2. I have a people-pleasing perfectionist on my hands. This poses some interesting challenges within our educational and behavioral environments. This past weekend Phil and I were able to attend a screening of A Race to Nowhere. This only further solidified my desire to help equip Hannah to set realistic standards for herself and to learn how to work through those inevitable bumps she’ll hit along the way. 

Today we spent a fair amount of time talking through the idea that in life we will make mistakes and we will at times intentionally make a bad choice. We talked about there being a fork in this road – how some people choose to let these moments swallow them up. 

Then we talked about another route – the one that involves both remorse and grace. Here one owns up to the mistake or choice and then decidedly moves toward the best resolve possible, because often there is something that can be done to at least partially rectify the situation. I used smaller words of course; I also used Crocs as props to demonstrate the proverbial fork.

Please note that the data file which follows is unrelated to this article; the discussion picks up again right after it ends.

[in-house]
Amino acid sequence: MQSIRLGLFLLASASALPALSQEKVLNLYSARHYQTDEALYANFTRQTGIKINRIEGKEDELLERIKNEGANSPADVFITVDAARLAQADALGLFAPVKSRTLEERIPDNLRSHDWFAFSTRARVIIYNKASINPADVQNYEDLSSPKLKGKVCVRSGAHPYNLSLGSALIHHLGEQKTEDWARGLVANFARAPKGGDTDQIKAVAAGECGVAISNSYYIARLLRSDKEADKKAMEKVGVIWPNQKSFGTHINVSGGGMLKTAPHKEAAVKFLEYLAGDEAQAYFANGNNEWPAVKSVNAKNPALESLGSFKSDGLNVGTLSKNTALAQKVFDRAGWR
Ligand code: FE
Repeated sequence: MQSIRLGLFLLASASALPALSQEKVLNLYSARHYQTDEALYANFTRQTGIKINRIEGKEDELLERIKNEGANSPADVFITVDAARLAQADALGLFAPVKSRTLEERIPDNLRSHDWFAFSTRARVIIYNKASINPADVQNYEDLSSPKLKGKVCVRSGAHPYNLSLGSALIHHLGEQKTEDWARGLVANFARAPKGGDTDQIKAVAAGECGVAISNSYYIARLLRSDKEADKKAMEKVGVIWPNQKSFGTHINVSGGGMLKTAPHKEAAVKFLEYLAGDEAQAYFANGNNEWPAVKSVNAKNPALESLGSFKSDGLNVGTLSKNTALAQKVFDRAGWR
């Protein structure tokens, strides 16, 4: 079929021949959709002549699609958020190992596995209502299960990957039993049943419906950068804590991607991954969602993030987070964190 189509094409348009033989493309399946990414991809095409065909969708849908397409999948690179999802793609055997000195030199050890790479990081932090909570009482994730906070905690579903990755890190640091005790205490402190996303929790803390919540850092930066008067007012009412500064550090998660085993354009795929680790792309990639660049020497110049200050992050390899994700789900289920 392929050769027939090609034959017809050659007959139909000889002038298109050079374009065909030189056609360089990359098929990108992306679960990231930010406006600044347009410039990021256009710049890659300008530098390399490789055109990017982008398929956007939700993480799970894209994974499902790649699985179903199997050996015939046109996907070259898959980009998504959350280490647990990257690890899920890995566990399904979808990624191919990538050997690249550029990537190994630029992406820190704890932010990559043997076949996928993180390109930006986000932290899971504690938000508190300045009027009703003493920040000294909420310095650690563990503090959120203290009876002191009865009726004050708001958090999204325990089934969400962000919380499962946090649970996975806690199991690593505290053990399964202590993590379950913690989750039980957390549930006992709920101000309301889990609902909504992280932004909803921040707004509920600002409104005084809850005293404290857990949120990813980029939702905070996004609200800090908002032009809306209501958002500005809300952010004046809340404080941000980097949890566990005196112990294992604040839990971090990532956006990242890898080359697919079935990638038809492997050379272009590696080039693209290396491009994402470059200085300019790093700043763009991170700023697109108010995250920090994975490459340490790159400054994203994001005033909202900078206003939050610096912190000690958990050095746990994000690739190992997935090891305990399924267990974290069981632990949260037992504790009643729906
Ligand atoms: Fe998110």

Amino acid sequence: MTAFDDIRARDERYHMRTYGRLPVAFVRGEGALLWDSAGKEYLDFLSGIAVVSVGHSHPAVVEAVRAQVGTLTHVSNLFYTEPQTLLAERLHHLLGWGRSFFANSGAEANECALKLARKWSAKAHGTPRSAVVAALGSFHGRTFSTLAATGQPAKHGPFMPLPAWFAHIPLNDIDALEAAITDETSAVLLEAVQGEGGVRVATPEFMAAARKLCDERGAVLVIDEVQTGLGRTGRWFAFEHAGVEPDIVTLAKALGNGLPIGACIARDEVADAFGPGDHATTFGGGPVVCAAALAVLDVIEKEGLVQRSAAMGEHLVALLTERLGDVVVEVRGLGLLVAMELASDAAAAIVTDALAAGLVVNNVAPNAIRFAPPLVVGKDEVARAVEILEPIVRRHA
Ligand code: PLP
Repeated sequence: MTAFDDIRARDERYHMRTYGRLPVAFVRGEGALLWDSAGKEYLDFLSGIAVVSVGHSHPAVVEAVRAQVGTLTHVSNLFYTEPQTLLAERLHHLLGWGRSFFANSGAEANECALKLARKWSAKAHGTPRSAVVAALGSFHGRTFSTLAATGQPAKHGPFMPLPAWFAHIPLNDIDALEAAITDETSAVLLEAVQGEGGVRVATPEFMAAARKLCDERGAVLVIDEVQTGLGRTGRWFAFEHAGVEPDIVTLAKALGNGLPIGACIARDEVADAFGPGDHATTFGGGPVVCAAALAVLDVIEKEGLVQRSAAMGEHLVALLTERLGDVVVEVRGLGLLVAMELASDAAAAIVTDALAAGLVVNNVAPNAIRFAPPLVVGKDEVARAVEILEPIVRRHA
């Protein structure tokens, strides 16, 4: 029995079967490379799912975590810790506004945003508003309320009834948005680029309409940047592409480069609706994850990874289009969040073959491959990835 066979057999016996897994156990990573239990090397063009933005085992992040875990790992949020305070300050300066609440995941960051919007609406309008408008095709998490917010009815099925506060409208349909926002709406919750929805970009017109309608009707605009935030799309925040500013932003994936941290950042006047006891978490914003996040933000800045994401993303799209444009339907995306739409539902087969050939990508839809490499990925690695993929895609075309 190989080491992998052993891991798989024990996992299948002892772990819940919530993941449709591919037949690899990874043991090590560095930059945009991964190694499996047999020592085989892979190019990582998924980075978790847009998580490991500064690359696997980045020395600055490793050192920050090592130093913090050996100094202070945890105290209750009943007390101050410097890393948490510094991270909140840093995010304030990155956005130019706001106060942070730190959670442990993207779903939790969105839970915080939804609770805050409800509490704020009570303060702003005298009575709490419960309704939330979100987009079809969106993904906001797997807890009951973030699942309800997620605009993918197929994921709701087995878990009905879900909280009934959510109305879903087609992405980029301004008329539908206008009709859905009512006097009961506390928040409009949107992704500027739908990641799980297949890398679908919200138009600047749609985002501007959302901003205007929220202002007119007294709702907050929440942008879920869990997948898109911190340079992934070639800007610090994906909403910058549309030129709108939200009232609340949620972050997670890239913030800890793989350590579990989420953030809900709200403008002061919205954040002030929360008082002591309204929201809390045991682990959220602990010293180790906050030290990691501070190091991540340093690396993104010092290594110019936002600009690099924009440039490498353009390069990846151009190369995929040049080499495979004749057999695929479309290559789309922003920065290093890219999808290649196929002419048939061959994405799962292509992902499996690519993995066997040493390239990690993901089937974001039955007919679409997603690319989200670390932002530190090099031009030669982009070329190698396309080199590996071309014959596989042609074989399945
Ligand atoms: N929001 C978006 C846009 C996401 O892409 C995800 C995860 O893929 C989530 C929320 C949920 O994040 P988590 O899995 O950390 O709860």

There were tears, some fidgeting and several quiet declarations of just how hot she was feeling; that’s all part of these discussions, at least in our house. Still, I think this day – zoo hangover and all – left us a bit more educated not only in the realm of pronouns and word problems but also in the area of  life.


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We’ve been on the homeschooling path for nearly five months now. We took our winter break last week and are back at it. I intended to write my first term summary last week. Instead I spent my best blogging hours coughing. So now, in no particular order, here are my thoughts for this evening.

1. Color coded spreadsheets designed to order your entire life as a homeschooling family look really, really great! I made one, put it in a sheet protector in my master binder and referred to it for approximately four days.  My littlest rapidly set me straight on this one.

2. Having said this, I would add that a well-defined plan is in fact critical for a person like me. I just have to add a large dose of flexibility to the mix each day as well.

3. As parents our natural inclinations and giftedness lead us in how and what we teach our children. I do best when I lean into this truth and work literature and words into every subject possible. I can also rapidly lose sight of this outlook and panic when I stare down the pages of  third grade math and realize that I will be educating myself as I teach my daughter…at least the first one.